Now is a good time to talk about the final semantics. It is the keyword used to define an immutable object. What is an immutable object? It is an object that cannot be modified after construction. So sorry to say but there are no countdowns happening here, Europe. Since these values cannot be changed after construction CPU may cache the value of final fields and compilers may freely reorder them. Also the immutability guarantees that any thread will see the correctly initialized value of the final field.
By now this post is far more long then intended so I will try to keep it brief. After all this talk about multi-threading and the problems it comes hand to hand with, lets talk about what does a memory model do in all this mayhem. Well, a memory model is a set of rules that guarantees you certain behaviour on every environmental combination you work on.
Before 2004, Java had a weak memory model where things didn’t go as intended for most of the time. final fields observed to change value, volatile fields reordered a lot with non-volatile fields which messed inter-thread semantics and similar behaviours often came from synchronized usages UNTIL JSR-133 came down the hills on it’s horse with all new volatile,final and synchronized semantics at it’s sides, on the first light of the fifth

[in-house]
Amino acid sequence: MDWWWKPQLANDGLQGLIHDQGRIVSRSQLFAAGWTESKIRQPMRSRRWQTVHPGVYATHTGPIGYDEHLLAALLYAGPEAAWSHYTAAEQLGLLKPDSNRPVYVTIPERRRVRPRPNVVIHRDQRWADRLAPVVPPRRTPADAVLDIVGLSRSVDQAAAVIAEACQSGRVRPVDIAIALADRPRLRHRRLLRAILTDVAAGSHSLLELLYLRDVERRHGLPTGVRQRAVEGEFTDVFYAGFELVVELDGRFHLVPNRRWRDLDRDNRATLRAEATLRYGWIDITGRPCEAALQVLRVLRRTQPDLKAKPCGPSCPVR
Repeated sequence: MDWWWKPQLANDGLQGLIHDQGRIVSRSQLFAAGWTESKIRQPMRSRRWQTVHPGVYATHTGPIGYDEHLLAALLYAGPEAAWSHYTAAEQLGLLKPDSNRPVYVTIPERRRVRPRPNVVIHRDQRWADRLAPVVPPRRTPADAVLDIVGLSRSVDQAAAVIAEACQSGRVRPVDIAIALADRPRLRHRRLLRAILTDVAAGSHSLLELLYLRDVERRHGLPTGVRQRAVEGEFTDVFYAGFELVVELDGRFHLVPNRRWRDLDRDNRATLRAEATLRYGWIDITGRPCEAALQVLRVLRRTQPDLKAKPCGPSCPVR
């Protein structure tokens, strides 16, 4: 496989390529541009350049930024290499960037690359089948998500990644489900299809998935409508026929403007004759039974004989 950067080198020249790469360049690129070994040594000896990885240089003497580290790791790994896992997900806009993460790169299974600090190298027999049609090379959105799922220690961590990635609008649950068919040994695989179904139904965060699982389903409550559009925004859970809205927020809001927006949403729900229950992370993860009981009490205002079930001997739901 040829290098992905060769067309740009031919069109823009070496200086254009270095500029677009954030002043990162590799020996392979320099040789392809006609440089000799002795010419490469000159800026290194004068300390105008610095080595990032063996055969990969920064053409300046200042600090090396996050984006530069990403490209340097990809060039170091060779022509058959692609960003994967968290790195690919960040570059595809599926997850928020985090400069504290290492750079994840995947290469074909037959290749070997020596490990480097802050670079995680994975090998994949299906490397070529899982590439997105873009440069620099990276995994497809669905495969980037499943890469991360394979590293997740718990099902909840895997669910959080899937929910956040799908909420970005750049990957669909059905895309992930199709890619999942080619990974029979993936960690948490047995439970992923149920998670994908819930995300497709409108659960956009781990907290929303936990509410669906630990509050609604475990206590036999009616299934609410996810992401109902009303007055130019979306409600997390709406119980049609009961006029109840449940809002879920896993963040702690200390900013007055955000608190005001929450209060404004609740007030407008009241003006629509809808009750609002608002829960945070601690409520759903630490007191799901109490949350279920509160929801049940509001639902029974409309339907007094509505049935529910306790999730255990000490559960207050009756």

day Java(which is called Tiger). Oracle talks about these set of rules in various manners but after researching a lot about using multi-thread mechanism it all boils down to few rules, the happens-before relationship. Which is :
- An unlock on a monitor happens-before every subsequent lock on that monitor.
- A write to a volatile field happens-before every subsequent read of that field.
- A call to start() on a thread happens-before any actions in the started thread.
- All actions in a thread happen-before any other thread successfully returns from a join() on that thread.
- The default initialization of any object happens-before any other actions (other than default-writes) of a program.
Of course, there are a lot more to Java Memory Model than this so please check Java Language Specifications for more.
Okay here are my dying words while the screen fades to black. Know what you are doing. Most programmers consider volatile a fairy-dust, avoid logics such as “sprinkle it here and there enough and things start to feel as they should be”. Knowing what you are doing makes you feel like the boss (that you are), and keeps you from hamstringing your own program.